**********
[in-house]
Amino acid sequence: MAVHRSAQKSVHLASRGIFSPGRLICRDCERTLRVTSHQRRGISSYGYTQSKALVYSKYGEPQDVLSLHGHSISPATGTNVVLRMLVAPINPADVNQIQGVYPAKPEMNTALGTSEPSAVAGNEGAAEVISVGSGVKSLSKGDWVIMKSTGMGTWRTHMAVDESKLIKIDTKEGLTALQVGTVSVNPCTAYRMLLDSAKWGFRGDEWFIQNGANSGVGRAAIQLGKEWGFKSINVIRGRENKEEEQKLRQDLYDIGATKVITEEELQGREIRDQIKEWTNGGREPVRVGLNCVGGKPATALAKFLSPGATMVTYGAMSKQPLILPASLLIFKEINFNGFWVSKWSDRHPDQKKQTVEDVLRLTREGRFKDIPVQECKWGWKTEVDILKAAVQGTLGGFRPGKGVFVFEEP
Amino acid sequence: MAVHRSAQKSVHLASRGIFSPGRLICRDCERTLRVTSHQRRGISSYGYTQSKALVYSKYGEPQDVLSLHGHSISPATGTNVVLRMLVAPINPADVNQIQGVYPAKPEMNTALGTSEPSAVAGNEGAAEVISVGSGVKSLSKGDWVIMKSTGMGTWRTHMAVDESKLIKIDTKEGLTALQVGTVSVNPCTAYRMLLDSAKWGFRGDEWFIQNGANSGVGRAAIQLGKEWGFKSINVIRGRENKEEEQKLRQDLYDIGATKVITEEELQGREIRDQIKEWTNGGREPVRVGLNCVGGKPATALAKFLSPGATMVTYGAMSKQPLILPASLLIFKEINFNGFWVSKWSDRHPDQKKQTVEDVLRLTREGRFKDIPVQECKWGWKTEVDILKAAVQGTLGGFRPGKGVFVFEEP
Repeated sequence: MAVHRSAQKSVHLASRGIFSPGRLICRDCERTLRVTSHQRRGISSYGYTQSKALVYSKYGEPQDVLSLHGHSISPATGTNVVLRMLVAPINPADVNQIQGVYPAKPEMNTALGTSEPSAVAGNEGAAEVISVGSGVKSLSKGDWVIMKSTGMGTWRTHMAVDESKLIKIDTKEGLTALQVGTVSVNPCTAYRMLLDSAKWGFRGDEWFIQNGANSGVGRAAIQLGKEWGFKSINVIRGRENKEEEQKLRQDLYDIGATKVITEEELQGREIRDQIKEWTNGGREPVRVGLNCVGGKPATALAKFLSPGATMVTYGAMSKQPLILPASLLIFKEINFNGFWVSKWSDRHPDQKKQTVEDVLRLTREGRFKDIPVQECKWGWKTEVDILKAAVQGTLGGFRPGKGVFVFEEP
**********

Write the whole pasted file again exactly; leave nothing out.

[in-house]
Amino acid sequence: MAVHRSAQKSVHLASRGIFSPGRLICRDCERTLRVTSHQRRGISSYGYTQSKALVYSKYGEPQDVLSLHGHSISPATGTNVVLRMLVAPINPADVNQIQGVYPAKPEMNTALGTSEPSAVAGNEGAAEVISVGSGVKSLSKGDWVIMKSTGMGTWRTHMAVDESKLIKIDTKEGLTALQVGTVSVNPCTAYRMLLDSAKWGFRGDEWFIQNGANSGVGRAAIQLGKEWGFKSINVIRGRENKEEEQKLRQDLYDIGATKVITEEELQGREIRDQIKEWTNGGREPVRVGLNCVGGKPATALAKFLSPGATMVTYGAMSKQPLILPASLLIFKEINFNGFWVSKWSDRHPDQKKQTVEDVLRLTREGRFKDIPVQECKWGWKTEVDILKAAVQGTLGGFRPGKGVFVFEEP
Amino acid sequence: MAVHRSAQKSVHLASRGIFSPGRLICRDCERTLRVTSHQRRGISSYGYTQSKALVYSKYGEPQDVLSLHGHSISPATGTNVVLRMLVAPINPADVNQIQGVYPAKPEMNTALGTSEPSAVAGNEGAAEVISVGSGVKSLSKGDWVIMKSTGMGTWRTHMAVDESKLIKIDTKEGLTALQVGTVSVNPCTAYRMLLDSAKWGFRGDEWFIQNGANSGVGRAAIQLGKEWGFKSINVIRGRENKEEEQKLRQDLYDIGATKVITEEELQGREIRDQIKEWTNGGREPVRVGLNCVGGKPATALAKFLSPGATMVTYGAMSKQPLILPASLLIFKEINFNGFWVSKWSDRHPDQKKQTVEDVLRLTREGRFKDIPVQECKWGWKTEVDILKAAVQGTLGGFRPGKGVFVFEEP
Repeated sequence: MAVHRSAQKSVHLASRGIFSPGRLICRDCERTLRVTSHQRRGISSYGYTQSKALVYSKYGEPQDVLSLHGHSISPATGTNVVLRMLVAPINPADVNQIQGVYPAKPEMNTALGTSEPSAVAGNEGAAEVISVGSGVKSLSKGDWVIMKSTGMGTWRTHMAVDESKLIKIDTKEGLTALQVGTVSVNPCTAYRMLLDSAKWGFRGDEWFIQNGANSGVGRAAIQLGKEWGFKSINVIRGRENKEEEQKLRQDLYDIGATKVITEEELQGREIRDQIKEWTNGGREPVRVGLNCVGGKPATALAKFLSPGATMVTYGAMSKQPLILPASLLIFKEINFNGFWVSKWSDRHPDQKKQTVEDVLRLTREGRFKDIPVQECKWGWKTEVDILKAAVQGTLGGFRPGKGVFVFEEP